Here’s How You Should Be Washing Your Produce

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Recently I’ve seen many videos on social media, cover the topic on how we should be washing our fruits and vegetables when returning home from the grocery store.

And it’s not just produce, I’ve seen users spray down fast food bags, wiping down canned foods and even washing the outside of a banana with soap and water.


I think I might’ve seen it all, but here we have the exact steps you should follow to properly wash your fruits and vegetables.


First things first, there is no specific evidence that people can catch the virus from food, and secondly do NOT Lysol your produce, says Benjamin Chapman, Ph.D., food expert at North Carolina State University.

“Do not do that, according to its manufacturer, Lysol isn’t meant to be ingested, and doing so could make you really sick, says Chapman.

Benjamin Chapman

And now that we’ve gotten that out of the way, you should always be cleaning your fruits and vegetables, even before the virus. Here is the correct way to do that.


Step One: Start with a clean surface to place your produce on, wash your hands with soapy water before and after you touch your produce and make sure your kitchen supplies are clean before you slice and dice!

The key factor is to make sure that your drying your hands with a clean towel, in some cases, your cloth towel might be dirtier than you think if you’re wiping down counters with that exact towel, according to Donald Schaffner, Ph.D., a food safety expert at Rutgers University.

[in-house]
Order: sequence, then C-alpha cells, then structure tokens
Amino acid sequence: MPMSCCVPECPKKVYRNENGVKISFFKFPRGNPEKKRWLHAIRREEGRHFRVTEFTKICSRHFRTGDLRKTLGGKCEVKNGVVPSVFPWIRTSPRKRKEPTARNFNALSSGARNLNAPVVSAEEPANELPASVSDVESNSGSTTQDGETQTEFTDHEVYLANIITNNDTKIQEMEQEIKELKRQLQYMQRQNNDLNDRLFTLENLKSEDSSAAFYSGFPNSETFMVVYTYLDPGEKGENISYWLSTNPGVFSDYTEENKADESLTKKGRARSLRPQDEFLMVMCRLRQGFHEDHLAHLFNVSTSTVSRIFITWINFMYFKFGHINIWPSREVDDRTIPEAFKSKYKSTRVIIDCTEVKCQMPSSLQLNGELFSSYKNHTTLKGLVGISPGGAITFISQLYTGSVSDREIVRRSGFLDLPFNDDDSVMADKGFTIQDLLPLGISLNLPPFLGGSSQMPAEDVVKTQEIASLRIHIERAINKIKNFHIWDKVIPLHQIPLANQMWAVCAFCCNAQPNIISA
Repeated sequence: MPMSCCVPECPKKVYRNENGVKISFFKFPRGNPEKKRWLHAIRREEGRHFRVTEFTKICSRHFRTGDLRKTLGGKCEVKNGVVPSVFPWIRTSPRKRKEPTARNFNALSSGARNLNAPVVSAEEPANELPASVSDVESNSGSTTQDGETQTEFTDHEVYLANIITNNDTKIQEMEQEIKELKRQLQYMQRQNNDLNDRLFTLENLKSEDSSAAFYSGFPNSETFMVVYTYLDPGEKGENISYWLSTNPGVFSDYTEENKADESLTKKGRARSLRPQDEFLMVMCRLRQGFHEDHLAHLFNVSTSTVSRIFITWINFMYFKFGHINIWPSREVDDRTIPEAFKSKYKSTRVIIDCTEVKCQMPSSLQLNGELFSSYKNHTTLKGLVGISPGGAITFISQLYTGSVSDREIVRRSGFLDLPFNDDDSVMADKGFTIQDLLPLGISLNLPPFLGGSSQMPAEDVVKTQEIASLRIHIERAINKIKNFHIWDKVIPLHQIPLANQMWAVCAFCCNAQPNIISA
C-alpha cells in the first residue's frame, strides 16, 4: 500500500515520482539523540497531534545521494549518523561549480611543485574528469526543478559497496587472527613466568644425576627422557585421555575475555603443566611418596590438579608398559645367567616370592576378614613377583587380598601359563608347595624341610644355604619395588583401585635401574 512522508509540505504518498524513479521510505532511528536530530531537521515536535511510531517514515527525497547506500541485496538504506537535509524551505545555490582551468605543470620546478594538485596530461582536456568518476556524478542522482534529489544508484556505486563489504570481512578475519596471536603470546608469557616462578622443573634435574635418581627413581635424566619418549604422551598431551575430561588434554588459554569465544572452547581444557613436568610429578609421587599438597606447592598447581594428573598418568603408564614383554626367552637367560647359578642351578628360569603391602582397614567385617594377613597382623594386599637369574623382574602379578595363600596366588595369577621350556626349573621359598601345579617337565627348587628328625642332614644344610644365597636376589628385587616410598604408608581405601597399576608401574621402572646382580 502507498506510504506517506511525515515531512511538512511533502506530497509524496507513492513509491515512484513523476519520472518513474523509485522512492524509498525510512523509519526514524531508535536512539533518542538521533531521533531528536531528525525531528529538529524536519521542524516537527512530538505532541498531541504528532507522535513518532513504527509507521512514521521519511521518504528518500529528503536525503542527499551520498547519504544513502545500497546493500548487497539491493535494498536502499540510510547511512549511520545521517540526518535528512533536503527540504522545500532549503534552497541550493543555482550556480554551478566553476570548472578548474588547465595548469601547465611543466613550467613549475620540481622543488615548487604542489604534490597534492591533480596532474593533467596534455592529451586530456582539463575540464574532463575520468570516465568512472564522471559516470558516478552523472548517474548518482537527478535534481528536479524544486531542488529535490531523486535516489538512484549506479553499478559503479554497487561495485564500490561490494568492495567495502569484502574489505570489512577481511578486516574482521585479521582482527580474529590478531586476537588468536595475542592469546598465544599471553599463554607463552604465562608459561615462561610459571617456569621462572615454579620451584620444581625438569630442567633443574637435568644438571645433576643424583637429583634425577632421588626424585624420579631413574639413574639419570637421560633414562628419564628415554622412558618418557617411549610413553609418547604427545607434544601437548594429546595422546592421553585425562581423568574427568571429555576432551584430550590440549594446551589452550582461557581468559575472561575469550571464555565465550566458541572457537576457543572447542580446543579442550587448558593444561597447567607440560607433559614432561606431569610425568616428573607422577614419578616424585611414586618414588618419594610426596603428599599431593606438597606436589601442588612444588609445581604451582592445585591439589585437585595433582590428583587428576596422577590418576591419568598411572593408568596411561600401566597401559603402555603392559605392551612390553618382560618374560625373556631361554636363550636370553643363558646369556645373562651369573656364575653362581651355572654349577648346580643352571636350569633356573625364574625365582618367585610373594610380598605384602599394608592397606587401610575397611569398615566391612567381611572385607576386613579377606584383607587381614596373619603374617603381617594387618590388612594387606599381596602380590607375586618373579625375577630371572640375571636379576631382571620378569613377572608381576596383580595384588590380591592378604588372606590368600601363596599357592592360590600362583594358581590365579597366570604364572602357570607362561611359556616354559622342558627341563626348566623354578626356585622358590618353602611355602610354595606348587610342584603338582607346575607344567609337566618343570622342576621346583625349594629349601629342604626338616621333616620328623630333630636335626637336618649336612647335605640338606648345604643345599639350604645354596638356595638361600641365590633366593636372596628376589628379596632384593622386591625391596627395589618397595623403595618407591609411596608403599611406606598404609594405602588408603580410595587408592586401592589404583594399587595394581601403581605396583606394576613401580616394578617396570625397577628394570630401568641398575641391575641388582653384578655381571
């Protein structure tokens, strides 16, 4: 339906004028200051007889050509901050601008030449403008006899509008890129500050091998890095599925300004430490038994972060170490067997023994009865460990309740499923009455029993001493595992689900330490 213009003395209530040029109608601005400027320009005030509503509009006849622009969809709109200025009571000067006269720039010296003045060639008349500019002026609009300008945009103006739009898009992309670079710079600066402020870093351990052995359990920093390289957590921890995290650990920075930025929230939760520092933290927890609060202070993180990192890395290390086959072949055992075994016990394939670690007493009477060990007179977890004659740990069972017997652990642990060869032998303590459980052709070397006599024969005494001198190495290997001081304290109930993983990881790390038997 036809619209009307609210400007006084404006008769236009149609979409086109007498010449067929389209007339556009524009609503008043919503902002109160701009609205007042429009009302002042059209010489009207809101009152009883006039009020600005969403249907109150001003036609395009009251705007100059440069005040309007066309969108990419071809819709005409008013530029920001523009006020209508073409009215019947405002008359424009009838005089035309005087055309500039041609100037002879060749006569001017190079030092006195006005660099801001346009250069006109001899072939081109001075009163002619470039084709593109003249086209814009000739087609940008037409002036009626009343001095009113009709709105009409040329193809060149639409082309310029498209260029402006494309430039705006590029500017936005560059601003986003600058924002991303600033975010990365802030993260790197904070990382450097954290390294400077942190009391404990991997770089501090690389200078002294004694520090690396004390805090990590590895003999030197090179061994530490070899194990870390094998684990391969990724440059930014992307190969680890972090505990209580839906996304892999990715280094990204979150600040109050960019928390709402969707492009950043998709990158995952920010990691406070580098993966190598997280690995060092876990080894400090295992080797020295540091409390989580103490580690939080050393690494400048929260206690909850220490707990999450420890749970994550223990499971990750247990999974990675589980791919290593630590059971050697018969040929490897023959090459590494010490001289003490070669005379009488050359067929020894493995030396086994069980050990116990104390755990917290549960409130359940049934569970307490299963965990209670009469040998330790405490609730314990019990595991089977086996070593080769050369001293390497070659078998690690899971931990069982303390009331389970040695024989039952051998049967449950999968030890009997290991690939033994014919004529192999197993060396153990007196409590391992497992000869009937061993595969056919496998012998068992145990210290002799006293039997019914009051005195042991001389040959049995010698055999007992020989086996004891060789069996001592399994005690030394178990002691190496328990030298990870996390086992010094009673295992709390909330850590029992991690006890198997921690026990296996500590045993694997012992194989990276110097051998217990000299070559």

Step Two: Wash your produce, but not with soap! You should only be washing your produce with water and here’s why.

According to Chapman,

Washing your produce “removes some of the protection that the plant has against mold and yeast to prevent spoilage,” he says. “Fruits and vegetables contain phytochemicals (harmless bacteria) and oil that prevent mold and yeast from growing he explains.”

Benjamin Chapman

In fact, if you use soap, it can be dangerous and make you sickly.

“If you ingest soap it can cause nausea, vomiting, and diarrhea,” says Schaffner.

Donald Schaffner

In fact, it’s best to use cold water when you wash your fruit or veggies, says Chapman. Water alone will remove 99% of dirt, so water, is the only “cleanser” you need to make sure your produce is safe to eat!


Step Three: Know when you should scrub! You should only be scrubbing firm foods such as Cucumbers and using a clean brush to do so, according to the FDA.

Chapman says, fruits such as Melons and Cantaloupe should also be scrubbed as well prior to rinsing them with water. In conclusion, you should be scrubbing raw produce that’s grown directly from the ground!


Now I know this a lot of information and most of this stuff we already do, but as I’ve learned throughout life, its always better to be safe than sorry!


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